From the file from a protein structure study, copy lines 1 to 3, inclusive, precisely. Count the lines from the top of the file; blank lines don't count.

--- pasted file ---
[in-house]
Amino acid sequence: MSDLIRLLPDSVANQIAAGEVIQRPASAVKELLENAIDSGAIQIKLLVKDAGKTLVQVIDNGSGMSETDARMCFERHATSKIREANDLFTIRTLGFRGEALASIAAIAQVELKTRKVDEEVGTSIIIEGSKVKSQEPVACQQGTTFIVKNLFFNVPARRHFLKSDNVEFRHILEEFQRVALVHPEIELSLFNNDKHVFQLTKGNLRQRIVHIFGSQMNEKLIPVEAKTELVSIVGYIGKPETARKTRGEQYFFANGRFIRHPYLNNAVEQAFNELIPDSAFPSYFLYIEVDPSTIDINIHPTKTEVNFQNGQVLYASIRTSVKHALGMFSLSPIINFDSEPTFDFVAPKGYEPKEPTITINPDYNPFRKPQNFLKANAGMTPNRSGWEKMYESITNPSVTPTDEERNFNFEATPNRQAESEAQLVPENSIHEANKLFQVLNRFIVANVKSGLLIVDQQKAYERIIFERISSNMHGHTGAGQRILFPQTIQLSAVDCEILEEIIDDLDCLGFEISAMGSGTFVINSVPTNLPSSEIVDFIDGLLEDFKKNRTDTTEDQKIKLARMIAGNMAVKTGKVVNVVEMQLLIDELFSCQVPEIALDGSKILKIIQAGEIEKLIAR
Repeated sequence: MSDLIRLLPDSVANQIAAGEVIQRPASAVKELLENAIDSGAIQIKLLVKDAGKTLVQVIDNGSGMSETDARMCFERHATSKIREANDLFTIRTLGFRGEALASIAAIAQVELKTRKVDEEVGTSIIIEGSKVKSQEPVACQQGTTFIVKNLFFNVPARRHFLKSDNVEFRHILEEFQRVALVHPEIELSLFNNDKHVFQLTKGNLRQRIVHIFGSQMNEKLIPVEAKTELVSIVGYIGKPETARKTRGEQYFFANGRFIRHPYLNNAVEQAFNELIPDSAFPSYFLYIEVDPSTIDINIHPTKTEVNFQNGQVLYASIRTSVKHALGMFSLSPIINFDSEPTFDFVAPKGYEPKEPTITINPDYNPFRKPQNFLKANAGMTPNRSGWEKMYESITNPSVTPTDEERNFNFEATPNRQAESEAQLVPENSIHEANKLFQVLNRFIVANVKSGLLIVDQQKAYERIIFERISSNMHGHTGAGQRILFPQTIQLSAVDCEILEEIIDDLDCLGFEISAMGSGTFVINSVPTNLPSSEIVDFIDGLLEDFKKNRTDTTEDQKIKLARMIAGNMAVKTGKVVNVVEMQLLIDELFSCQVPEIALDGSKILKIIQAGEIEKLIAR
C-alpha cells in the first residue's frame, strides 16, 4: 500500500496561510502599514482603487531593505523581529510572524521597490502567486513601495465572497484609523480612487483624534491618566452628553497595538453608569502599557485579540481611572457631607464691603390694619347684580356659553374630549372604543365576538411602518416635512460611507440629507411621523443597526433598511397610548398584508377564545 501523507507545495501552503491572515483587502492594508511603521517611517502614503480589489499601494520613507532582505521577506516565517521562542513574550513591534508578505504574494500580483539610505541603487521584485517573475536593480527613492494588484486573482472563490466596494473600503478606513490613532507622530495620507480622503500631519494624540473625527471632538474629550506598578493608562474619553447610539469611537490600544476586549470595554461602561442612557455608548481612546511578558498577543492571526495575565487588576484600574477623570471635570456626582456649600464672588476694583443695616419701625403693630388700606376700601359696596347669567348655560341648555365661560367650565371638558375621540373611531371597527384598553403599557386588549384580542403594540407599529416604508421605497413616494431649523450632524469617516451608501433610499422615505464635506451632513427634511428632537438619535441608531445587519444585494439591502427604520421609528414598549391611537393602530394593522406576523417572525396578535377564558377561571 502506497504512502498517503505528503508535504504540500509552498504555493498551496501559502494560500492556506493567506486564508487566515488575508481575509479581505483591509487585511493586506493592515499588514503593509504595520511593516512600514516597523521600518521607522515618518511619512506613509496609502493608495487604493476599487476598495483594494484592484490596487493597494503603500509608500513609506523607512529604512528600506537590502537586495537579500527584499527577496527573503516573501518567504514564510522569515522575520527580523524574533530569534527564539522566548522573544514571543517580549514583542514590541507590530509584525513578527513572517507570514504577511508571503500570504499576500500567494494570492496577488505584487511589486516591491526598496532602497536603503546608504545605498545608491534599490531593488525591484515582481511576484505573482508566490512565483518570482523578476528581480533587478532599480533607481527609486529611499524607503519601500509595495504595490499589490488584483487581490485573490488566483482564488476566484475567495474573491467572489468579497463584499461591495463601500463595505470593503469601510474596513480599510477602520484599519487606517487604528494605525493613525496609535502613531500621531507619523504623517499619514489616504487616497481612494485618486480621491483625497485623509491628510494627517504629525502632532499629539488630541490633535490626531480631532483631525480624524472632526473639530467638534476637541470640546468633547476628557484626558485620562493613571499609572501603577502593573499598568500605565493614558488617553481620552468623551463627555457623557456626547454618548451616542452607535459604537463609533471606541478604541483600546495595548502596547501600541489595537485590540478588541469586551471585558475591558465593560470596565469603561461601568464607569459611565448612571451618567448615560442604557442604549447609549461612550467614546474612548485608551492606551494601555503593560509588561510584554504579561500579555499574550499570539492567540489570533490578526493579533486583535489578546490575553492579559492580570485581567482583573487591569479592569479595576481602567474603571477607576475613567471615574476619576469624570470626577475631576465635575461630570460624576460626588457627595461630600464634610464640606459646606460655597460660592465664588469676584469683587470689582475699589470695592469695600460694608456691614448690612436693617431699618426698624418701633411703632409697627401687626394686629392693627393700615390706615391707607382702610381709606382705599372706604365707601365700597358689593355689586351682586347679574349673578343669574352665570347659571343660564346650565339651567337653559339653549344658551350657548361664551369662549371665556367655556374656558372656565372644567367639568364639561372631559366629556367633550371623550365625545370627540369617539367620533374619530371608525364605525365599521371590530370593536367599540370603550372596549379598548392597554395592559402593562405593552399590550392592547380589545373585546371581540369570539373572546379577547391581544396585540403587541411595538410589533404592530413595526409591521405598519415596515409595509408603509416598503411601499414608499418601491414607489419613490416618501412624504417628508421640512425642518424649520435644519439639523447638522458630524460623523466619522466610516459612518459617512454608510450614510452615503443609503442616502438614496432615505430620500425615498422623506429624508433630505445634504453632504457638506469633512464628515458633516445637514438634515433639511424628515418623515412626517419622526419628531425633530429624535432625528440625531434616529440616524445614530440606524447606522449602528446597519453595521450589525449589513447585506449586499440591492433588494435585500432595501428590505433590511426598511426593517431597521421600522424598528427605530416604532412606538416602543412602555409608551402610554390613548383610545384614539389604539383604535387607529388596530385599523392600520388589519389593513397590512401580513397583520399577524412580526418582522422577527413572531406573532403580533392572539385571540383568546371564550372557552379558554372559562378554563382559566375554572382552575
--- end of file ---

[in-house]
Amino acid sequence: MSDLIRLLPDSVANQIAAGEVIQRPASAVKELLENAIDSGAIQIKLLVKDAGKTLVQVIDNGSGMSETDARMCFERHATSKIREANDLFTIRTLGFRGEALASIAAIAQVELKTRKVDEEVGTSIIIEGSKVKSQEPVACQQGTTFIVKNLFFNVPARRHFLKSDNVEFRHILEEFQRVALVHPEIELSLFNNDKHVFQLTKGNLRQRIVHIFGSQMNEKLIPVEAKTELVSIVGYIGKPETARKTRGEQYFFANGRFIRHPYLNNAVEQAFNELIPDSAFPSYFLYIEVDPSTIDINIHPTKTEVNFQNGQVLYASIRTSVKHALGMFSLSPIINFDSEPTFDFVAPKGYEPKEPTITINPDYNPFRKPQNFLKANAGMTPNRSGWEKMYESITNPSVTPTDEERNFNFEATPNRQAESEAQLVPENSIHEANKLFQVLNRFIVANVKSGLLIVDQQKAYERIIFERISSNMHGHTGAGQRILFPQTIQLSAVDCEILEEIIDDLDCLGFEISAMGSGTFVINSVPTNLPSSEIVDFIDGLLEDFKKNRTDTTEDQKIKLARMIAGNMAVKTGKVVNVVEMQLLIDELFSCQVPEIALDGSKILKIIQAGEIEKLIAR
Repeated sequence: MSDLIRLLPDSVANQIAAGEVIQRPASAVKELLENAIDSGAIQIKLLVKDAGKTLVQVIDNGSGMSETDARMCFERHATSKIREANDLFTIRTLGFRGEALASIAAIAQVELKTRKVDEEVGTSIIIEGSKVKSQEPVACQQGTTFIVKNLFFNVPARRHFLKSDNVEFRHILEEFQRVALVHPEIELSLFNNDKHVFQLTKGNLRQRIVHIFGSQMNEKLIPVEAKTELVSIVGYIGKPETARKTRGEQYFFANGRFIRHPYLNNAVEQAFNELIPDSAFPSYFLYIEVDPSTIDINIHPTKTEVNFQNGQVLYASIRTSVKHALGMFSLSPIINFDSEPTFDFVAPKGYEPKEPTITINPDYNPFRKPQNFLKANAGMTPNRSGWEKMYESITNPSVTPTDEERNFNFEATPNRQAESEAQLVPENSIHEANKLFQVLNRFIVANVKSGLLIVDQQKAYERIIFERISSNMHGHTGAGQRILFPQTIQLSAVDCEILEEIIDDLDCLGFEISAMGSGTFVINSVPTNLPSSEIVDFIDGLLEDFKKNRTDTTEDQKIKLARMIAGNMAVKTGKVVNVVEMQLLIDELFSCQVPEIALDGSKILKIIQAGEIEKLIAR